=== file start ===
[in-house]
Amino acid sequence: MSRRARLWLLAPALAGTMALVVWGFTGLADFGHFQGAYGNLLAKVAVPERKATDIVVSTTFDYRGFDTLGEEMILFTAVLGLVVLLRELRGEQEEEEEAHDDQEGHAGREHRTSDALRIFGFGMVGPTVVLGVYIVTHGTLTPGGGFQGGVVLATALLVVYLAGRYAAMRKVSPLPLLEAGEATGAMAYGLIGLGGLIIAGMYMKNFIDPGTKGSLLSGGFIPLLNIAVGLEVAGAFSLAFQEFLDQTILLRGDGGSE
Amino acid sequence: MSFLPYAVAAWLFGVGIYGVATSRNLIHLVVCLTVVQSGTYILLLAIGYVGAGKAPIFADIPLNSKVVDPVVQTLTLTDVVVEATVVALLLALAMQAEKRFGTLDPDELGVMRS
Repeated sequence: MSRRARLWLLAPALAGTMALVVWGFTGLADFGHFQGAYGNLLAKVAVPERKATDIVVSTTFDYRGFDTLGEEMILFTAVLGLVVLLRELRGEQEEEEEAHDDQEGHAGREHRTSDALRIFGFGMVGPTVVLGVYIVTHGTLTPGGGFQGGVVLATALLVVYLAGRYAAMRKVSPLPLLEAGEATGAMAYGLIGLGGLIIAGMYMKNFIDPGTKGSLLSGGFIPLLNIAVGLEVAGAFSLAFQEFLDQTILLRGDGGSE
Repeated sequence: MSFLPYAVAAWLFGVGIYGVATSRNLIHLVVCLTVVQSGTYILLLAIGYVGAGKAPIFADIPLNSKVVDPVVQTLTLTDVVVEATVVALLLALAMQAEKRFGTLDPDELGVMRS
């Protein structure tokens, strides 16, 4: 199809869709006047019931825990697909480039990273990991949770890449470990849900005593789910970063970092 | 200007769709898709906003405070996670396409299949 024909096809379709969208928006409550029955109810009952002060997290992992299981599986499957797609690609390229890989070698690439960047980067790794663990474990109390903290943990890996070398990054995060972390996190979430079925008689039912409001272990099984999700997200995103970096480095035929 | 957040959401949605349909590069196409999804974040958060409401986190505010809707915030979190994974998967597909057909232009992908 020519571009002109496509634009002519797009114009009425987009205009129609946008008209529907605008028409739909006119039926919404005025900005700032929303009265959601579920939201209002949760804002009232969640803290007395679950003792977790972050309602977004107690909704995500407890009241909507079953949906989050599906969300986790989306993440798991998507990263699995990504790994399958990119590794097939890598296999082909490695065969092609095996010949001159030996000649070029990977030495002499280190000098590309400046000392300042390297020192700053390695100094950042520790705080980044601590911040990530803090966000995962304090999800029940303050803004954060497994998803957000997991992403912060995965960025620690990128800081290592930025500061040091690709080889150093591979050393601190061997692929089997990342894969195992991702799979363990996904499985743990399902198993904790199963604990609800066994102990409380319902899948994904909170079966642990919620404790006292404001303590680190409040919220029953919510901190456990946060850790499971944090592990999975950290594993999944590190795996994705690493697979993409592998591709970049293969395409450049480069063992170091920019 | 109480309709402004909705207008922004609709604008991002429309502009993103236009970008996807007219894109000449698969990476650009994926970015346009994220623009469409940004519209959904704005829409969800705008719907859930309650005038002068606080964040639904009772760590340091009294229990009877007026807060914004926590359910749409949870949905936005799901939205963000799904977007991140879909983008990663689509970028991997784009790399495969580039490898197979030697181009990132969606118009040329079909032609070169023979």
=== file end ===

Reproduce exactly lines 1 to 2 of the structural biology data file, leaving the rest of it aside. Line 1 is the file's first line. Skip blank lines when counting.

[in-house]
Amino acid sequence: MSRRARLWLLAPALAGTMALVVWGFTGLADFGHFQGAYGNLLAKVAVPERKATDIVVSTTFDYRGFDTLGEEMILFTAVLGLVVLLRELRGEQEEEEEAHDDQEGHAGREHRTSDALRIFGFGMVGPTVVLGVYIVTHGTLTPGGGFQGGVVLATALLVVYLAGRYAAMRKVSPLPLLEAGEATGAMAYGLIGLGGLIIAGMYMKNFIDPGTKGSLLSGGFIPLLNIAVGLEVAGAFSLAFQEFLDQTILLRGDGGSE